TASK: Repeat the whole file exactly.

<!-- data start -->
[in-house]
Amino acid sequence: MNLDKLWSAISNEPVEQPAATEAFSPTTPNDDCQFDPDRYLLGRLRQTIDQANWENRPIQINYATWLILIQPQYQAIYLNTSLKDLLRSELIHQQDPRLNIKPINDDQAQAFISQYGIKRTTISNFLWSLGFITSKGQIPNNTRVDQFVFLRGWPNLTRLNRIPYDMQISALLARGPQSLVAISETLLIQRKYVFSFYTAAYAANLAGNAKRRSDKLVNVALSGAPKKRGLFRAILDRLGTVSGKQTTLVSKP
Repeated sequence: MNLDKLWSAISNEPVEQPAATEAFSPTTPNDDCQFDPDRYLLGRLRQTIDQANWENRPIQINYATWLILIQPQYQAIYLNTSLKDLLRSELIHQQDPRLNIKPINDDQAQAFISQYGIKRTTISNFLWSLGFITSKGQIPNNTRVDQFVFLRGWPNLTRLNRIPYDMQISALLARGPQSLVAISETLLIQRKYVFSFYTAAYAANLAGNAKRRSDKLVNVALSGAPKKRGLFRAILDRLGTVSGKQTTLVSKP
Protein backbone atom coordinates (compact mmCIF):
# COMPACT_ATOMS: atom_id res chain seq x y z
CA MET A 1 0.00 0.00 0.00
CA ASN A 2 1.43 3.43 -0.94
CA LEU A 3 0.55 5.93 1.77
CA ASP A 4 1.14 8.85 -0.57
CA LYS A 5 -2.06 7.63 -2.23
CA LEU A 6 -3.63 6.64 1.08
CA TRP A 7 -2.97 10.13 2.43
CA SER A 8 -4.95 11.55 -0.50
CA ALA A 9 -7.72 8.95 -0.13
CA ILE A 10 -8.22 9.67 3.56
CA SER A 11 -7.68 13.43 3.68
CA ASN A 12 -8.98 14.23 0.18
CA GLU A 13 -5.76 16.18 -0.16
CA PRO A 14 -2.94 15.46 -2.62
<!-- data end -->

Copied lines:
[in-house]
Amino acid sequence: MNLDKLWSAISNEPVEQPAATEAFSPTTPNDDCQFDPDRYLLGRLRQTIDQANWENRPIQINYATWLILIQPQYQAIYLNTSLKDLLRSELIHQQDPRLNIKPINDDQAQAFISQYGIKRTTISNFLWSLGFITSKGQIPNNTRVDQFVFLRGWPNLTRLNRIPYDMQISALLARGPQSLVAISETLLIQRKYVFSFYTAAYAANLAGNAKRRSDKLVNVALSGAPKKRGLFRAILDRLGTVSGKQTTLVSKP
Repeated sequence: MNLDKLWSAISNEPVEQPAATEAFSPTTPNDDCQFDPDRYLLGRLRQTIDQANWENRPIQINYATWLILIQPQYQAIYLNTSLKDLLRSELIHQQDPRLNIKPINDDQAQAFISQYGIKRTTISNFLWSLGFITSKGQIPNNTRVDQFVFLRGWPNLTRLNRIPYDMQISALLARGPQSLVAISETLLIQRKYVFSFYTAAYAANLAGNAKRRSDKLVNVALSGAPKKRGLFRAILDRLGTVSGKQTTLVSKP
Protein backbone atom coordinates (compact mmCIF):
# COMPACT_ATOMS: atom_id res chain seq x y z
CA MET A 1 0.00 0.00 0.00
CA ASN A 2 1.43 3.43 -0.94
CA LEU A 3 0.55 5.93 1.77
CA ASP A 4 1.14 8.85 -0.57
CA LYS A 5 -2.06 7.63 -2.23
CA LEU A 6 -3.63 6.64 1.08
CA TRP A 7 -2.97 10.13 2.43
CA SER A 8 -4.95 11.55 -0.50
CA ALA A 9 -7.72 8.95 -0.13
CA ILE A 10 -8.22 9.67 3.56
CA SER A 11 -7.68 13.43 3.68
CA ASN A 12 -8.98 14.23 0.18
CA GLU A 13 -5.76 16.18 -0.16
CA PRO A 14 -2.94 15.46 -2.62